When you rent a new apartment, you’ll need to prove that you’re able to pay rent. Sometimes, this can require having a guarantor sign the lease with you as “insurance” that you’ll pay on time. But what is a guarantor, and how can you find a guarantor for apartments?
A guarantor is a person with good credit who agrees to co-sign on behalf of someone else and be responsible for the rented space, its condition, the rent and any fees incurred over the rental period.
Being a guarantor means that you “guarantee” someone else’s lease by becoming liable for rent or any other charges if the tenant cannot pay. If you have insufficient credit or rental history, landlords may be more likely to accept you as a tenant if you have a guarantor.
A co-signer is someone whose name is also on the lease and also lives at the property. Keep reading to learn the difference between a guarantor vs. co-signer.
Guarantors function similarly to co-signers in that they are responsible for rent in case the tenant is unable to pay. However, unlike co-signers, guarantors don’t live at the address; they function as “insurance” if the tenant is unable to pay rent.
Co-signers are often spouses or roommates, whereas guarantors can be parents or older family members that are financially stable enough to back you up on your lease.
Landlords want to be sure that their tenants are responsible, will care for the unit and will be timely with rental payments. If your credit history is weak or too short to have established your credit-worthiness, a potential landlord may be hesitant to allow you to rent from him or her.
A guarantor can solve this problem by assuring the landlord that it will still be taken care of if you cannot pay for rent or repairs. You may be required to have a guarantor if you fit any of the following:
If you fit into any of the above categories, you might want to consider looking for a guarantor to back you on your lease.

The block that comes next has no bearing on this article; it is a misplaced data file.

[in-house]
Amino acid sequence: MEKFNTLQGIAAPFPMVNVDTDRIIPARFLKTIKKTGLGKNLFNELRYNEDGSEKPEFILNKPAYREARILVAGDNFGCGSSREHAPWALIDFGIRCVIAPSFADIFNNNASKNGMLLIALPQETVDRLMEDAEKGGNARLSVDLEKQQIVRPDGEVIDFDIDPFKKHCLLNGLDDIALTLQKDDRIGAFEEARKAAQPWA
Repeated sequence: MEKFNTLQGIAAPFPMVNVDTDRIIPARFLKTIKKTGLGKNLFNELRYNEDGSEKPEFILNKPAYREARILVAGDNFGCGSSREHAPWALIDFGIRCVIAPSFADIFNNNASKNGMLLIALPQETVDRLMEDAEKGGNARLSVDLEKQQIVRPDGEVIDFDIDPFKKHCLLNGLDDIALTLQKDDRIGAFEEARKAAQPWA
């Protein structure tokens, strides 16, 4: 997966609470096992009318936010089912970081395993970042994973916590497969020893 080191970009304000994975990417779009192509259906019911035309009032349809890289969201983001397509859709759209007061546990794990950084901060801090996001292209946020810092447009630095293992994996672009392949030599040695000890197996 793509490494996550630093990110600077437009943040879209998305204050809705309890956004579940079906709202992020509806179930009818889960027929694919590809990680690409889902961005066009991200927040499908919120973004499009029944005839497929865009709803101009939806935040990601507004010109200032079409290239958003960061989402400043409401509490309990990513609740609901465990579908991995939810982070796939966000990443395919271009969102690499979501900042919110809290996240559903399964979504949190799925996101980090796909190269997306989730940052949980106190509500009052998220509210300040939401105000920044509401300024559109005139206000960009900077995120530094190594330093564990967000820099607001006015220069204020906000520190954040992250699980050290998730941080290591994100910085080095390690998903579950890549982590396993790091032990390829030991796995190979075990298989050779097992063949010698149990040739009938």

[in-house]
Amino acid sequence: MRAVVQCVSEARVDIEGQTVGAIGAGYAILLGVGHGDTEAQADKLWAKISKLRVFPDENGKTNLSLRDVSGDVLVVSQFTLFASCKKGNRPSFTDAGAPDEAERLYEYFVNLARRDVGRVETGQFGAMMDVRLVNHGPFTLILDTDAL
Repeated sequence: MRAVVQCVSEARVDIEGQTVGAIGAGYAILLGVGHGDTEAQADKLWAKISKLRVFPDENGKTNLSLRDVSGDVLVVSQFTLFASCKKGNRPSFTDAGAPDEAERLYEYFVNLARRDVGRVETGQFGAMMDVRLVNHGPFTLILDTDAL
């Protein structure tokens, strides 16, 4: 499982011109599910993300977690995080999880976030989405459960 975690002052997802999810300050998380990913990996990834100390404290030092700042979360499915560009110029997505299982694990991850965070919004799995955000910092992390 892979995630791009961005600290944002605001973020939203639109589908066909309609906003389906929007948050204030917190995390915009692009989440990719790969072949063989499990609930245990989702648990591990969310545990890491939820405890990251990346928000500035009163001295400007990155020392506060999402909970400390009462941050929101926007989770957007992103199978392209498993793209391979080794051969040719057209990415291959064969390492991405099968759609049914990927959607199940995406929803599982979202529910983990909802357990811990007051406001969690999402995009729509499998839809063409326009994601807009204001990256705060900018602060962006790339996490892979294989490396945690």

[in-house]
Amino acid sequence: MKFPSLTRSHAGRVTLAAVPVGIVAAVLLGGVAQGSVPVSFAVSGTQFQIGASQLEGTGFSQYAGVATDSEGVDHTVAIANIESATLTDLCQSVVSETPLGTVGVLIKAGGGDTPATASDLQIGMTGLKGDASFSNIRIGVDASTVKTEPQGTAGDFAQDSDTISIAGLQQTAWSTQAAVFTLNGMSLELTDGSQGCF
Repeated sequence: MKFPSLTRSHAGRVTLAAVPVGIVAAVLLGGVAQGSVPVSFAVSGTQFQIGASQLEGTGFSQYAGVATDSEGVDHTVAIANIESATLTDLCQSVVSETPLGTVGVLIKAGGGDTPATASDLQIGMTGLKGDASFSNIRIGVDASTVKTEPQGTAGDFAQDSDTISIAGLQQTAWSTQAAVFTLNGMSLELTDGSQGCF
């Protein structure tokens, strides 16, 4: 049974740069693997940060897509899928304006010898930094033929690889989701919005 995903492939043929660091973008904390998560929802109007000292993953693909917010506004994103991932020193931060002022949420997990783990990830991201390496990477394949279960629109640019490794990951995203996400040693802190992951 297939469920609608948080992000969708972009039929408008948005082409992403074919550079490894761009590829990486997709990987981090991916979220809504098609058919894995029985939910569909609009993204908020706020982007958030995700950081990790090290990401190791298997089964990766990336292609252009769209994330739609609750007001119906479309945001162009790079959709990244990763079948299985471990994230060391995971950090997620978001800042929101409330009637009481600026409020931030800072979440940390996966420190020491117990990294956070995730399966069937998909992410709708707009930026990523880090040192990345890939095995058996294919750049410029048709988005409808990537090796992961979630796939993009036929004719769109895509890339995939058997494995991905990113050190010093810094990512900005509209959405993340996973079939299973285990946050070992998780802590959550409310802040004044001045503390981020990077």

Co-signing could be risky when it's for someone with bad or unreliable credit. It's best to ask family members or close friends who trust you and know you well to be your guarantor. However, you should be sure that your guarantor fits the following qualifications:
Landlords or property managers are more likely to accept applications with guarantors who are close to potential tenants, so they know it will be easy to collect payment from them in case the tenant doesn't pay.
It’s not always possible to find a guarantor to sign your lease. If you have poor credit or rental history, there are some alternatives you can turn to instead of having a guarantor sign your lease.
Apartment guarantor services can help you qualify for rentals that you may not be eligible for by yourself. While family members as guarantors typically don’t require payment, guarantor services do have extra fees involved. This can be difficult depending on your financial circumstances.
If you’re unable to find a guarantor, you can offer to pay a higher monthly rent or a larger deposit. You might want to provide a larger security deposit or two or more months of rent upfront to offset the risk that the landlord takes on when renting to you.
Sublets are a good option for people with poor rental or credit histories. When subleasing an apartment, you’re contractually obligated to the primary tenant instead of the landlord. However, it’s important to ensure that the sublease you’re entering into is legal since some apartments ban sublets.
Many “mom and pop” landlords are more lenient with renters than apartment rental companies would be. Since rental companies have a large volume of units to occupy, they can choose the best candidates for each apartment. Meanwhile, you can develop relationships with mom and pop landlords to build trust. They may even look past a lower credit score.
Guarantors can help poor applicants get into rental properties they otherwise wouldn't. If you know your rental or credit history needs some work before it would qualify you for the housing you want, see if you can get a family member to be your guarantor.